Mexico in 1995, the South East Asian countries in 1997, Russia and Brazil in 1998: the rate at which international financial crises occur is starting to be a concern. This is destabilising both for our savings and the world's entire economy. What are financial crises caused by? How can they be prevented and solved? In a clear and concise manner this book examines the main causes of international financial crises and the way to reduce them. As savers in industrialised countries take more and more risks capital tends to flow towards developing nations in the search for more profitable investments. This allows these countries to develop more quickly. However their financial structures are still fragile. At the first signs of a setback the stock markets begin to tremor, financial agents go bankrupt, stock prices plunge and the currency is devaluated. Shock waves soon reach all the main stock exchanges. The main solution would be to strengthen the financial systems of developing countries, but also in industrialised nations where there are mediators who are often beyond the regulations and whose size are a source of potential instability for the stock markets. When a financial crisis arises international financial institutes rush to help the country in question to resolve the emergency, but often than not they do not have adequate instruments and enough financial resources to intervene effectively. Only the seven most industrialised countries in the world are capable under the leadership of the United States to reestablish stability.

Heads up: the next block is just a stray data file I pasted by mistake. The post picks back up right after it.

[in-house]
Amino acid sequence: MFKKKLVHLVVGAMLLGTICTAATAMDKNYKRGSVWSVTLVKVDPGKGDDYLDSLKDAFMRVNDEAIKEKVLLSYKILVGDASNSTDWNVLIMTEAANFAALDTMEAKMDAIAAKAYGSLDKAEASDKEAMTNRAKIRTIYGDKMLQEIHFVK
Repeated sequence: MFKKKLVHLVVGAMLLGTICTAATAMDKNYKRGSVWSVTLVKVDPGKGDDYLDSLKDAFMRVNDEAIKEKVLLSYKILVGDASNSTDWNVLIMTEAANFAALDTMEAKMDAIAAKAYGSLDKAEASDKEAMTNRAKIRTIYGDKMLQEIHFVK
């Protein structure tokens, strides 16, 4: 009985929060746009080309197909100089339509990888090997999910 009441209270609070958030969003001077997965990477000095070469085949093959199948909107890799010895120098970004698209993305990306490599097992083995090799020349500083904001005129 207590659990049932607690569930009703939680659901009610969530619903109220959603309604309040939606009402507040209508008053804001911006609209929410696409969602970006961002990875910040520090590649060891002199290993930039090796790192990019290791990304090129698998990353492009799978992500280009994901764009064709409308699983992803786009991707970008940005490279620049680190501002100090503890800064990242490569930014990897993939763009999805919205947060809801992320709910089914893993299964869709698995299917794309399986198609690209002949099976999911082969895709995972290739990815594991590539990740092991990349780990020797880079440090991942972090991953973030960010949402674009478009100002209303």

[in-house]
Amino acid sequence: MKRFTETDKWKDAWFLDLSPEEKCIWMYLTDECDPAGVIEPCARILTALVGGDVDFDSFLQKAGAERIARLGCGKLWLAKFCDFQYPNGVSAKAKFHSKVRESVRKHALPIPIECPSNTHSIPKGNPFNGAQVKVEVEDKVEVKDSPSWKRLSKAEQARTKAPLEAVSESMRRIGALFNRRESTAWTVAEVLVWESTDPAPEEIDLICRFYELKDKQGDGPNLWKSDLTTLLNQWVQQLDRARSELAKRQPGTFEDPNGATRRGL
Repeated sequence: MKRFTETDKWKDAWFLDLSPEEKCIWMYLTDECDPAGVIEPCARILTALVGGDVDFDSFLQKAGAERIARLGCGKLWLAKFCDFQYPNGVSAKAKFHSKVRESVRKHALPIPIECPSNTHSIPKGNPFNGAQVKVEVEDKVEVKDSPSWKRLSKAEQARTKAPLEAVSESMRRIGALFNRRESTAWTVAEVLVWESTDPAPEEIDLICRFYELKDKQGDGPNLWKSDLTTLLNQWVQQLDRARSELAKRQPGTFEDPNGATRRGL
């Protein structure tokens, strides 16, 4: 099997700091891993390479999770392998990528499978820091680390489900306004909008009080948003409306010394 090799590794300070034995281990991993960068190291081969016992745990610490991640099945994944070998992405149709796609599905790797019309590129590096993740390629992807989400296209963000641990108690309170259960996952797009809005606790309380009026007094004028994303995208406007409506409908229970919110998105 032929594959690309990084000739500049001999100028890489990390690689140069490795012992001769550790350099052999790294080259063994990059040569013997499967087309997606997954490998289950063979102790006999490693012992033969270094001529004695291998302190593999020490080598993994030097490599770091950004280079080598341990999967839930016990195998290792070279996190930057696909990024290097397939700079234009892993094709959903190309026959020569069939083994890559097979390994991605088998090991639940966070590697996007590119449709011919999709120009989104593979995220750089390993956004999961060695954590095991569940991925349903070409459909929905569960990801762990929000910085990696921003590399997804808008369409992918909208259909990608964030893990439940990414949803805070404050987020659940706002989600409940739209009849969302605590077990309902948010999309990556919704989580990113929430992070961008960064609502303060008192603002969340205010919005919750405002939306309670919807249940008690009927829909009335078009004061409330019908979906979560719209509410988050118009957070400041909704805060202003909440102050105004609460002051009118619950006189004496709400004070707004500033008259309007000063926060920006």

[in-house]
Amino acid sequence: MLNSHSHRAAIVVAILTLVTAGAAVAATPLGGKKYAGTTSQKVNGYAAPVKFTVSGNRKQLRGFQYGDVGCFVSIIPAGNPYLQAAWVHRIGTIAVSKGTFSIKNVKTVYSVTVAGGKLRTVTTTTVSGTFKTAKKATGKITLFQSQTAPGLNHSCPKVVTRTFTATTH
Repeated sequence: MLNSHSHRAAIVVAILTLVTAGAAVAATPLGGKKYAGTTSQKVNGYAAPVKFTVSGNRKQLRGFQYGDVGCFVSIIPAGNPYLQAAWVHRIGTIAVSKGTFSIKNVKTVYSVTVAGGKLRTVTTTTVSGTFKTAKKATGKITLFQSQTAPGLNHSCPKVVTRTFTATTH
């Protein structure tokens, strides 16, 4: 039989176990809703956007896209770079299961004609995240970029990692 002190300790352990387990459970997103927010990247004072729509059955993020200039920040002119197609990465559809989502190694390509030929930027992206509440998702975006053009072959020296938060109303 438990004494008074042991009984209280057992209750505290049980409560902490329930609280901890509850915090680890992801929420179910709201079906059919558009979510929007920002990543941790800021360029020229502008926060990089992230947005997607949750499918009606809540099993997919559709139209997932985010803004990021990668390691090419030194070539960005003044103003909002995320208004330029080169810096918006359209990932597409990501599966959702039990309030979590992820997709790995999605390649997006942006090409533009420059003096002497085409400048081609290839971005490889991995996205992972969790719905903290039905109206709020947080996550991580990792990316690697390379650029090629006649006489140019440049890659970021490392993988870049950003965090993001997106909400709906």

Lorenzo Bini Smaghi is a top Civil Servant for International Affairs at the Italian Treasury Ministry.